After digging into it a bit, I retract my suggestion to use a JFS motor. They are designed for a very sparse duty cycle, and in constant operation probably wouldn't hold together for two laps. The T62, on the other hand, was designed to provide hours and hours of non-stop power.

A friend of mine is an aeronautic engineer who has designed jet engines for NASA. I'll ask him what his approach to fabricating a free turbine and stator ring for such an engine would be.

Thanks, Bob K.

Re: version 3.0: The MR2 gets a gas turbine engine (Project Outline)

Okay, I had an email exchange with my aero engineer friend.

To paraphrase his reply, turbine engines are pretty closely optimized for how they expect to extract power from them. When designed for shaft output, the turbine is optimized to extract all the power possible from the exhaust, and leave as little energy in the exhaust as it can. That way the turbine can put the maximum amount of power into the shaft, maximizing efficiency. If you try to use an engine like that with a free power turbine, you aren't going to get much power out of it, since the engine is going to try to transmit all of the power into its shaft and out its gearbox. With nothing on the gearbox to extract the power, it's going to rev right up to its RPM limit and bounce around there until it grenades or thresholds and shuts down.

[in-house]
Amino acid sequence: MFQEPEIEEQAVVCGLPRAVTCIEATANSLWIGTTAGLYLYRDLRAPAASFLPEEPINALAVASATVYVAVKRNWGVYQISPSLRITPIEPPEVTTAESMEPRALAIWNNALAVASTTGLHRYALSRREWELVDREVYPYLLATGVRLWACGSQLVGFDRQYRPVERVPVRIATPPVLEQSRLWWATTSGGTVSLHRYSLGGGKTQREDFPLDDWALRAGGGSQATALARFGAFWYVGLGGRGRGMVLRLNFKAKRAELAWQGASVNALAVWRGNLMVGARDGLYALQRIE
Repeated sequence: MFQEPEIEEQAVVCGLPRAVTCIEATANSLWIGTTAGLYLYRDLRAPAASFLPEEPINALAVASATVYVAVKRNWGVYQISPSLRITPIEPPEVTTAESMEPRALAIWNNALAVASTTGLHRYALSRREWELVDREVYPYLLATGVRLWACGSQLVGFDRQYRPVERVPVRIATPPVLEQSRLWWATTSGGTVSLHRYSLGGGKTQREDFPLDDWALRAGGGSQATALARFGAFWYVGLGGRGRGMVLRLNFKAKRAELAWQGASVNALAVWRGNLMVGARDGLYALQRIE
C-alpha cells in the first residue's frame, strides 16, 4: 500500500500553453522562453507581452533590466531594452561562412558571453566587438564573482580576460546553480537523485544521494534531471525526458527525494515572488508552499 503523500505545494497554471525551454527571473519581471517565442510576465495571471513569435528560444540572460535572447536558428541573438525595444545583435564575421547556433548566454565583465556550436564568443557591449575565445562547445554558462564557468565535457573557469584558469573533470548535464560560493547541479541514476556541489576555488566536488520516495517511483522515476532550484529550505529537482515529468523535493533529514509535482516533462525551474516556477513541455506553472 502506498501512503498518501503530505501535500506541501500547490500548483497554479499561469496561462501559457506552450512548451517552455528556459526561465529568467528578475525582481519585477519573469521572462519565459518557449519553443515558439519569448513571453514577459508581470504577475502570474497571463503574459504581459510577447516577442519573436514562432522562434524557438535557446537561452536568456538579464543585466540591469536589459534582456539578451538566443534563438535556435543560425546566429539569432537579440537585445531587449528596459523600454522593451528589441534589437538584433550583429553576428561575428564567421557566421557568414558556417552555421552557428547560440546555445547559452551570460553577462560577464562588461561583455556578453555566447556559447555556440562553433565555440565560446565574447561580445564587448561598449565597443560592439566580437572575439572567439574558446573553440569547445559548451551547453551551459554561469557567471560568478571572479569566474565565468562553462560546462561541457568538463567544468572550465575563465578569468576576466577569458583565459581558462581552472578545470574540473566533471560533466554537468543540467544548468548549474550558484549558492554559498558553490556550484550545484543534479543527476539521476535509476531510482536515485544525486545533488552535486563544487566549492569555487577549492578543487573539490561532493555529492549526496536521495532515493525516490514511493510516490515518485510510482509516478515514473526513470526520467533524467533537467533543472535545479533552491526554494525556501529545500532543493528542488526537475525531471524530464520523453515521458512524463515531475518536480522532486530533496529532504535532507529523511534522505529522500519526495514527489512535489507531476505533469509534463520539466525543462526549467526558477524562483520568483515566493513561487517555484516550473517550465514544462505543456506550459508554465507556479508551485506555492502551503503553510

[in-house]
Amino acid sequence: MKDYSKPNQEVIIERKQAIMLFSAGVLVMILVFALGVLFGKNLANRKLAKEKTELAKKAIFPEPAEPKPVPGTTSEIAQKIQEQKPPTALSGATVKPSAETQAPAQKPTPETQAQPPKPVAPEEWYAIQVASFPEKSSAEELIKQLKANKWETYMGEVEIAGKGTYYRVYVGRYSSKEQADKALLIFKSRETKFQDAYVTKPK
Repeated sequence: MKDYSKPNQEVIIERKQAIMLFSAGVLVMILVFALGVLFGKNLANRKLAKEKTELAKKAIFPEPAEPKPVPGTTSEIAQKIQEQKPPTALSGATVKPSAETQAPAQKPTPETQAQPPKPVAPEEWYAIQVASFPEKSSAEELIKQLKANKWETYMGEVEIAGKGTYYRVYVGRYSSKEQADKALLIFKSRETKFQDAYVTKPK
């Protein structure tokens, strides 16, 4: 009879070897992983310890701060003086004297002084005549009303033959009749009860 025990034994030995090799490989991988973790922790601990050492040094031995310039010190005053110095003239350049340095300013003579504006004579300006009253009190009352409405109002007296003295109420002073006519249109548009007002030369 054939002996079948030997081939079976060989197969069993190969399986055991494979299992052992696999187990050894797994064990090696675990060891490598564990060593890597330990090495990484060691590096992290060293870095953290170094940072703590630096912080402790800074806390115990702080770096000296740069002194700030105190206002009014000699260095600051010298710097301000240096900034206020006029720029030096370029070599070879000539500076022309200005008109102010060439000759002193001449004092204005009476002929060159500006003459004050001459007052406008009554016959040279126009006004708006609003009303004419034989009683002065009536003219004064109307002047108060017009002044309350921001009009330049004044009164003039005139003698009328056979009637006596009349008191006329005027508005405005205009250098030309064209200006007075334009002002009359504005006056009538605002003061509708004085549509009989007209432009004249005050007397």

On the other hand, engines designed for free power turbines leave as much power as possible in the exhaust, so the power can be extracted by the free turbine. But as you've found, those engines are generally pricy helicopter motors with high values even as rebuild cores.

What my engineer friend suggests is a CVT such as those found on the Prius, which uses (yup) electric motors and planetary gears to achieve variable output RPM from relatively constant input RPM.

But what occurs to me is that in Lemons we have recently seen the application of a perfectly good CVT that transmitted around 90hp with very little problem. And that was the belt drive used in the snowmobile-powered Miata.

So, maybe something to explore is engaging a snowmobile belt drive with the 6000 rpm output of a 80 hp APU. Feed the other end straight into your differential, and profit! What could possibly go wrong?

Of course, 80hp isn't going to yield neck-snapping acceleration for anything like a one-ton car. But the engine would be light, the transmission would be light, and the power delivery would be very smooth.